When

2013

About The Artist

Kuperus (American, b. 1975) and Miller (American) have been recording and performing music under the name ADULT. since 1997. They have released five full-length albums to date and continue to perform live worldwide. ADULT. is a 2013 recipient of a prestigious Knight Arts Challenge Detroit grant. The sound compositions in Diptyching are available on a 12” vinyl record (released under their own label Ersatz Audio) that they have made into a special limited edition pressing of only 313 signed copies (313 is the Detroit area code).

Diptyching is intended to be a visceral, confusing and destabilizing experience. The artists play a psychological game with the viewer by presenting a welcoming (or at least familiar) structure that is attempting to contain a disquieting audio component that is coming from within. An ominous “soundtrack” and an unsettling array of screams and construction sounds challenge and warn the viewer of the impending calamity on the other side. Both entrance and exit doors are equipped with automatic door closures to create a one-way in and one-way out corralling experience. Being corralled forces the viewer to reconsider the meaning of the piece in terms of the viewers own interaction with it and with their own anxieties the piece may invoke. The exterior doors, pilasters and pediment - along with the color scheme - come from a duplex the artists saw during their residency at the Mattress Factory in Troy Hill (a neighborhood in Pittsburgh). Combined with a mini barn mock-Tudor design, the façade represents what the artists refer to as an ever pervasive “contractor aesthetic.”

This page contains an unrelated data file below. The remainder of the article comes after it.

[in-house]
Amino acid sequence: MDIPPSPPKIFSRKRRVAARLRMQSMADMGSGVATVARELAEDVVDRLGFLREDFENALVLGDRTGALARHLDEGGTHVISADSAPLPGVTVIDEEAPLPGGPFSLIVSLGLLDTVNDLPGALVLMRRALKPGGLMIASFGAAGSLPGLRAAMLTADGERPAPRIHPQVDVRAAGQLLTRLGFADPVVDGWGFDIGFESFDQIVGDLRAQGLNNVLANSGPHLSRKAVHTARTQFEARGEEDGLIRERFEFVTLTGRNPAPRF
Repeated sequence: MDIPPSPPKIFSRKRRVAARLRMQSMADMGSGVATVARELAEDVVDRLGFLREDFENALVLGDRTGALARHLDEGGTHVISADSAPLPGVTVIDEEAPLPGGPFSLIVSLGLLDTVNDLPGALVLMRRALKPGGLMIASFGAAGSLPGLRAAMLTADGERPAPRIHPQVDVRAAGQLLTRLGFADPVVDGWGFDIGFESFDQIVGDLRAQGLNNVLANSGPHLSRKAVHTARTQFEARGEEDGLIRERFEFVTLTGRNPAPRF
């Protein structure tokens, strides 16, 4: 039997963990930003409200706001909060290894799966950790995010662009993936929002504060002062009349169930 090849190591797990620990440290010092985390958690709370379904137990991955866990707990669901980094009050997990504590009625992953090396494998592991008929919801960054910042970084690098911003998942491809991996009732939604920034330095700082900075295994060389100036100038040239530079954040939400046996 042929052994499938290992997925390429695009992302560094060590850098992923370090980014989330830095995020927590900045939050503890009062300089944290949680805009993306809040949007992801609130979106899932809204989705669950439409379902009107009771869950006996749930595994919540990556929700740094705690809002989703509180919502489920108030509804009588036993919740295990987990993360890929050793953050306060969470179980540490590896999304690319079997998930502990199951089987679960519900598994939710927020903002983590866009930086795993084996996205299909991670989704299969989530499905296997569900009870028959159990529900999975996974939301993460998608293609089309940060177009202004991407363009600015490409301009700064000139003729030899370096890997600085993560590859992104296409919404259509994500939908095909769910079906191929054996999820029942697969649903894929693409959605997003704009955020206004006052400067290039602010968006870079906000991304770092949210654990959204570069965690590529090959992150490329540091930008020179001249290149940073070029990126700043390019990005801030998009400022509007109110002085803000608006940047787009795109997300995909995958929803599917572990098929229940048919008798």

The video component of this installation piece is part performative document and part comedic catharsis. Kuperus/ Miller laboriously built the initial façade themselves, filmed its Buster Keaton-like fall and its deconstruction (by the duo themselves) - only to rebuild it again with a new built-in psychodrama. Kuperus/Miller play the roles of the overtly fetishized and stereotyped, genderless and buffoonish construction workers; which are part autobiographical and part archetypal. These construction characters personify sexuality, perversion, self-preservation, work, purpose, failure and defeat. While the video is often difficult, painful or unsettling to look at, each scene or vignette plays like a blooper reel of the absurd. The video oscillates between a serious and yet comedic spectacle. The artists believe some viewers will find the video disgusting or unnerving, while others will find it laughable, ridiculous and totally entertaining. Kuperus/Miller are attempting to create a surreal sense of place with equal degrees of the grotesque and the humorous. Enter at your own risk.